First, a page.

Walking with a saint
Pilgrimage continues cause for Father Kapaun
The weather was merciless this weekend as a band of walkers made their way across more than 60 miles of county roads.
Catholics and protestants, men and women, young and old, came from all walks of life to walk for a priest who died helping others.
Their destination Sunday was Pilsen, the home of Father Emil Kapaun who was a prisoner of war in Korea where he served as a chaplain.
Kapaun is being considered for sainthood because of his selfless actions and inspiration in the Korean War and in POW camps.
Although the 58 participants weren’t as many as in previous years, the enthusiasm and faith never wavered. Walkers came from Wichita, western Kansas, Oklahoma, and Texas.
The 60-mile walk over the three-day period was to symbolize walking in the shoes of Kapaun. He and other soldiers were forced to walk 20 miles per day for more than 14 days to reach a prisoner-of-war camp during the Korean War. Kapaun ministered to troops during the war, saying Mass from the hoods of jeeps, being captured by the enemy, and eventually giving his life in a POW camp.
The first leg of the walk began Friday morning at Church of the Magdalene in Wichita. Walkers spent the first night 3 miles north of Whitewater.
The second day was the worst for the walkers. It was a scorcher with temperatures nearing 100 degrees and walking on hot asphalt wasn’t easy. It was decided by leaders to take a break from the heat.
“As they were heading for shade, it began to rain,” J.P. Brunke of Wichita said.
The cool rain refreshed the walkers and they were able to continue.
Brunke was in a van leading the walkers when he saw them coming up the gravel road.
“It wasn’t raining where I was but I could see this rain cloud following the walkers as they walked down the road,” he said. “It was incredible.”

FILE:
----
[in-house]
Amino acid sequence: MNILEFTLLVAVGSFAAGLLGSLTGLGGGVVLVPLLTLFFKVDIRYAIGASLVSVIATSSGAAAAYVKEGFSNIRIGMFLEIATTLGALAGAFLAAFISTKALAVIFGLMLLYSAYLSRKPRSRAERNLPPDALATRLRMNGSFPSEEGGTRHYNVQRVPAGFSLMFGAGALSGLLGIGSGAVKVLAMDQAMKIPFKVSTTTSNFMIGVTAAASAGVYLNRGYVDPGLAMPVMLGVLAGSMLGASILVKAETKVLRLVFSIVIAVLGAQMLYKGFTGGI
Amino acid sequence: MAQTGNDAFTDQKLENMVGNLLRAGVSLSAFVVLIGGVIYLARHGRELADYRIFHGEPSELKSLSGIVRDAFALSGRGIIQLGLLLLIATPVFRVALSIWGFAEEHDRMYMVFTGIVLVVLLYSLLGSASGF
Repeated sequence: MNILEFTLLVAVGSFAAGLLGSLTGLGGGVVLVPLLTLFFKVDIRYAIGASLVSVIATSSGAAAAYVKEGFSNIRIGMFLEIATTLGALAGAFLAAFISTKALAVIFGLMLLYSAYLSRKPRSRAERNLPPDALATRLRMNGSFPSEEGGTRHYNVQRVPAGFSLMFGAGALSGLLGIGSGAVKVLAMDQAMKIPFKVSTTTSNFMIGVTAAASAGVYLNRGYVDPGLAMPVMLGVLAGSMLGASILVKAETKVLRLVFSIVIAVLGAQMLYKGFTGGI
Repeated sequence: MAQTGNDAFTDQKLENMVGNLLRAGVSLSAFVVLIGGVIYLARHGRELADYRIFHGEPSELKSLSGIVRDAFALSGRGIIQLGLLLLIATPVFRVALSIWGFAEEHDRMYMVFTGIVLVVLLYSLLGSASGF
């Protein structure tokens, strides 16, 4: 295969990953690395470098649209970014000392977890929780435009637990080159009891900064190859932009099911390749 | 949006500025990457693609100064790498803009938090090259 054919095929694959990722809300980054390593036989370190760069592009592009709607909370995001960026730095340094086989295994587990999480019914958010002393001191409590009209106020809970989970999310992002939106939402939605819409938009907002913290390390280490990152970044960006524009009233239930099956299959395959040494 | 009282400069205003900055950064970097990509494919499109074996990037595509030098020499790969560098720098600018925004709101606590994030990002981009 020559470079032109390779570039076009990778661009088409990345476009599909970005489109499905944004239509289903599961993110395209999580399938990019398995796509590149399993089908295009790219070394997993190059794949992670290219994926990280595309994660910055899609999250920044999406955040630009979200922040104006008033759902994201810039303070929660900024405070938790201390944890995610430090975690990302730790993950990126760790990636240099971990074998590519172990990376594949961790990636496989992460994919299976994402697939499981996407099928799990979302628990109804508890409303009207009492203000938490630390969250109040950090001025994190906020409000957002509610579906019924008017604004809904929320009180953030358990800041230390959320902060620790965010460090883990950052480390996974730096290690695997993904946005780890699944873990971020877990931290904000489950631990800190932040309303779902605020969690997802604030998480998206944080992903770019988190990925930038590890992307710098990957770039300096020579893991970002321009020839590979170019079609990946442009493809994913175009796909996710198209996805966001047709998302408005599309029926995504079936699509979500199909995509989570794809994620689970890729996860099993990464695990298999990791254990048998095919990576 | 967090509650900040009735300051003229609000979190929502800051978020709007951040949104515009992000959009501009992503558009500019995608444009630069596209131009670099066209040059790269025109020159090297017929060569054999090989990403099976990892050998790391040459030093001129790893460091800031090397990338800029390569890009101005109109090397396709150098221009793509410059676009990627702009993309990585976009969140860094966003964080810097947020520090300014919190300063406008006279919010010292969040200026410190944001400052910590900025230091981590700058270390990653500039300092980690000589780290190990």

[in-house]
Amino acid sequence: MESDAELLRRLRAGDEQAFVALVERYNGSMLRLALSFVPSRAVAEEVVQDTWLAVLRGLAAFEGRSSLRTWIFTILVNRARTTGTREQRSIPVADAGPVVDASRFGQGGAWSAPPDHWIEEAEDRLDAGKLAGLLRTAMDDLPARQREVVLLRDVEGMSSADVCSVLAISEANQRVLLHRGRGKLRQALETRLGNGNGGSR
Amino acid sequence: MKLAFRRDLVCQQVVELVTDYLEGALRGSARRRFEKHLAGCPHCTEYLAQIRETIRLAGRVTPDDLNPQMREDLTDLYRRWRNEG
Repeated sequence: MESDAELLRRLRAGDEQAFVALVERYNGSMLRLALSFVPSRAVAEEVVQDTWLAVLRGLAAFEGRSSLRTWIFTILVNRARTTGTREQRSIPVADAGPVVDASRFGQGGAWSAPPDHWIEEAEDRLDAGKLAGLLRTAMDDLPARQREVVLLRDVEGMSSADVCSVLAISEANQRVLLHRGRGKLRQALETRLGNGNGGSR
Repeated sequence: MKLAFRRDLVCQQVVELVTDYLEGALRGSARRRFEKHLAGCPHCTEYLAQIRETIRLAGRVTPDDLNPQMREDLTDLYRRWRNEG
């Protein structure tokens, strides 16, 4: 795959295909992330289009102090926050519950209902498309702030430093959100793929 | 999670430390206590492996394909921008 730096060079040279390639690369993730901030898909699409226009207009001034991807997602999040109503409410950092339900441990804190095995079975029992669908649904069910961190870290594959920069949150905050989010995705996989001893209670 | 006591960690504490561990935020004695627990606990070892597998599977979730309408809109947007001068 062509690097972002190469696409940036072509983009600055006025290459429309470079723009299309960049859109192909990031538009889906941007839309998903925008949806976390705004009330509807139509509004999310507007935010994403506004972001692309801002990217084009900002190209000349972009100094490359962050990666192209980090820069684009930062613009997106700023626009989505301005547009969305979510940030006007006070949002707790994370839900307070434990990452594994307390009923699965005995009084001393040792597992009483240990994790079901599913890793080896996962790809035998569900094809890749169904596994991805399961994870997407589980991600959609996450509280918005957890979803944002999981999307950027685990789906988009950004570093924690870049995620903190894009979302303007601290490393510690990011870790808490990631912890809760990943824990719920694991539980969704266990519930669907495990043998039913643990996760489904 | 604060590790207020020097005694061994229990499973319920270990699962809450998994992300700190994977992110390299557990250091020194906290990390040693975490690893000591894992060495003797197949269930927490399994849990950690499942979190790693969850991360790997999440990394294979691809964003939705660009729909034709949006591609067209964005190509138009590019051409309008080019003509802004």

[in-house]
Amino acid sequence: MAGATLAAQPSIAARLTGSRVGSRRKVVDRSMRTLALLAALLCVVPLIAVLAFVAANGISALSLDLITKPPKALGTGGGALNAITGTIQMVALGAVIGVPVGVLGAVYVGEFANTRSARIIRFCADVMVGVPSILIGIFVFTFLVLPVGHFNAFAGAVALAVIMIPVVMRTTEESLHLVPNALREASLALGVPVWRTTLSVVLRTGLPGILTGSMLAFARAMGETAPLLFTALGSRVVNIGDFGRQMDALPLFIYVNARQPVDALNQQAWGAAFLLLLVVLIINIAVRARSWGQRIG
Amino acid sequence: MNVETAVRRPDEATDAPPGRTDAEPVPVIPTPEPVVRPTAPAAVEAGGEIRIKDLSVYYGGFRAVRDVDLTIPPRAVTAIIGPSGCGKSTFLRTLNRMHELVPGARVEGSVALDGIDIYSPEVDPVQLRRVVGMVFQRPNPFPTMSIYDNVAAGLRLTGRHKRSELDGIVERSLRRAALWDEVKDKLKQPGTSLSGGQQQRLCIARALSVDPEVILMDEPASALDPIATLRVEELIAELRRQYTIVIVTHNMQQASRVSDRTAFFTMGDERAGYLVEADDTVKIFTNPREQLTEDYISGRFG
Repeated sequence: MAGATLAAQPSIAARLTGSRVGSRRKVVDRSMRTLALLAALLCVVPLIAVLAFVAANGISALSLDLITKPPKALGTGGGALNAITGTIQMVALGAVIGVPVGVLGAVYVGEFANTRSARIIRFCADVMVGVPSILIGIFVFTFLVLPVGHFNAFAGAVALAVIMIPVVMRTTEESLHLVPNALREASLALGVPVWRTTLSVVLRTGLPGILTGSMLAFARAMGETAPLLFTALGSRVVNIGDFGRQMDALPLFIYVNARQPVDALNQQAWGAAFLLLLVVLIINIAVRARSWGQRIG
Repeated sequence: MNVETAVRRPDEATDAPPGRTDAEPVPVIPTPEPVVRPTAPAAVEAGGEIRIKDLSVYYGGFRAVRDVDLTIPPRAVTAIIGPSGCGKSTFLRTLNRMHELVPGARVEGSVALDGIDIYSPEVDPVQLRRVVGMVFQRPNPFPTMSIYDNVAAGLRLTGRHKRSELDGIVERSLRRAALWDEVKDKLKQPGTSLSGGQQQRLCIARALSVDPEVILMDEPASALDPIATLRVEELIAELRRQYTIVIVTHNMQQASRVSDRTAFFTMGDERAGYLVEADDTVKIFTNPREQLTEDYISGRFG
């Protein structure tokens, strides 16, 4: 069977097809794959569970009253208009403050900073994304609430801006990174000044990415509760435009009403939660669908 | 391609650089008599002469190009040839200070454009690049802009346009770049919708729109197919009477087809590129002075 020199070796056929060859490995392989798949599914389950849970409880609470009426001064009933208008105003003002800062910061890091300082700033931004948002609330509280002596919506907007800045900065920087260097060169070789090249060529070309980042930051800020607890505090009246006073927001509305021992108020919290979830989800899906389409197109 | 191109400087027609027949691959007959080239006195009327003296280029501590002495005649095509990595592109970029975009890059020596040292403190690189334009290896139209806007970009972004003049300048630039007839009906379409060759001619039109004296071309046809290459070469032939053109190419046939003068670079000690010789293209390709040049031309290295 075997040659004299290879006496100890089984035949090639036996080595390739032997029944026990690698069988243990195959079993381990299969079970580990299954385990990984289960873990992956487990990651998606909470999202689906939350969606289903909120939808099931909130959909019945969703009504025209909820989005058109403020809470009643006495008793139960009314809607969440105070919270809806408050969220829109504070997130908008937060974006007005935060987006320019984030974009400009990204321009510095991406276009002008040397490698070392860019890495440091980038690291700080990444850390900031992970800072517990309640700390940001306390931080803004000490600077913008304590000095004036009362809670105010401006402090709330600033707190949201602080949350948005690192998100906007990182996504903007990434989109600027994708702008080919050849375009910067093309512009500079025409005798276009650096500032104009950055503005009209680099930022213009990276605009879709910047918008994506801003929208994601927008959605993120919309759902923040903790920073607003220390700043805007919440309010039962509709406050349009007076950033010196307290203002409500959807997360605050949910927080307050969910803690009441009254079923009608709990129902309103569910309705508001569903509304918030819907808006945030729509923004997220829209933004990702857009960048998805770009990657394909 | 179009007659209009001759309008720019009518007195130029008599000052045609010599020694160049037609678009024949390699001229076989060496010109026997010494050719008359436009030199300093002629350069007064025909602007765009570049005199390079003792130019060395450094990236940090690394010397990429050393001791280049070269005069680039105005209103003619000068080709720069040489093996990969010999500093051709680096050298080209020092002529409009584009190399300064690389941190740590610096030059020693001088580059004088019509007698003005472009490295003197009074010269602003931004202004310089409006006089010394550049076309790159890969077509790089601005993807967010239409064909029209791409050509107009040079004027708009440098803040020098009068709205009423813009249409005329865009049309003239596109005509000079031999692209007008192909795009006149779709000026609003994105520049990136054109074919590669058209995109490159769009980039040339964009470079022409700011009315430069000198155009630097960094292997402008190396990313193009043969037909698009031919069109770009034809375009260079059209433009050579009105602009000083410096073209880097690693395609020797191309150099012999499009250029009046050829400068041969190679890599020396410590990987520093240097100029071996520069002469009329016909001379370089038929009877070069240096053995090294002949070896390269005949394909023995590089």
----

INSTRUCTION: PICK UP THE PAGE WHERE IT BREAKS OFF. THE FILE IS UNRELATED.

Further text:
The group spent the night in Aulne before making the final trek Sunday morning to Pilsen.
Hundreds of the faithful attended Mass at 3 p.m. Sunday at St. John Nepomucene Church-Holy Family Parish in Pilsen, Kapaun’s home parish.
Among the walkers of the last 20 miles to Pilsen was Chase Kear. He was the Andale pole-vaulter who believes Kapaun interceded to help him recover from life-threatening injuries.
“I’m not that tough,” Kear said Sunday at Pilsen. “I knew I couldn’t do that on my own.”
These days, Kear has a full-time job on a grounds crew at Goddard High School.
This was Tom Truman’s first pilgrimage. The Kechi resident works outdoors and does a lot of walking for his business.
“I felt I needed to do this,” he said.
Veronica Hill of Wichita recently became a Catholic.
“This gave me time to reflect,” she said.
Molly Riechenberger of Andale said it was an experience she won’t soon forget.
“It’s worth the sacrifice of time and pain,” she said, “to be able to walk for my faith, sacrificing myself for a great cause, and attending mass. It also brings more awareness to sainthood (for Kapaun). I want to do it again.”
Steps to sainthood
For the past two years, Marion County Catholics have been leading the way to have one of their own be named to sainthood. For the past year or more, the Wichita Catholic dioceses has been assisting in the cause.
Thousands of pages of information, testimony, and evidence have been collected and will be taken to Rome, the next step in sainthood for Kapaun.
A special ceremony and Mass will be 5 p.m. July 1 at the Cathedral of the Immaculate Conception, 307 E. Central St., Wichita.
In Rome, the information will be reviewed and a determination will be made if indeed the priest from Marion County is deserving of sainthood.
Kapaun was born April 20, 1916, to Enos and Elizabeth Kapaun on a farm three miles southwest of Pilsen.
He graduated in June 1936 from Conception College in Conception, Mo., and was ordained in June 1940 at Kendrick Theological Seminary, St. Louis.
He returned to Pilsen after ordination and assisted the parish priest until he was appointed parish pastor in December 1943.
Kapaun volunteered with the Army and was sent to India in April 1945. He was promoted to captain in 1945 and returned to the U.S.
He then was appointed pastor of a church in Timkin, and re-enlisted in the Army in 1948.
In July 1950, Kapaun’s unit was stationed in South Korea when Chinese forces captured him in November 1950.
While captured, the priest ministered to the dead and dying, performed baptisms, heard confessions, and celebrated Mass.
Despite personal physical suffering, Kapaun continued to attend to the sick and wounded.
He died of pneumonia May 23, 1951.